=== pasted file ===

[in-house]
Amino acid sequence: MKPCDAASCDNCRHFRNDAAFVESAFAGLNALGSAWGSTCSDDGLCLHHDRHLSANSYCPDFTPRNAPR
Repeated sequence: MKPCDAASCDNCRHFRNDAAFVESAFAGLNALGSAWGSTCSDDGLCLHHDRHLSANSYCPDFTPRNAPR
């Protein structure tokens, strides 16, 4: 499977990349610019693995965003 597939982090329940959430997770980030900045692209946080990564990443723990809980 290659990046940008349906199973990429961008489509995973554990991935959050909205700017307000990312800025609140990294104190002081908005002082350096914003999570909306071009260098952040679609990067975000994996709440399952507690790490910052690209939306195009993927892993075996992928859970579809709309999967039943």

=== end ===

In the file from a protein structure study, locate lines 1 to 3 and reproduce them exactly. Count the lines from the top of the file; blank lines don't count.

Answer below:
[in-house]
Amino acid sequence: MKPCDAASCDNCRHFRNDAAFVESAFAGLNALGSAWGSTCSDDGLCLHHDRHLSANSYCPDFTPRNAPR
Repeated sequence: MKPCDAASCDNCRHFRNDAAFVESAFAGLNALGSAWGSTCSDDGLCLHHDRHLSANSYCPDFTPRNAPR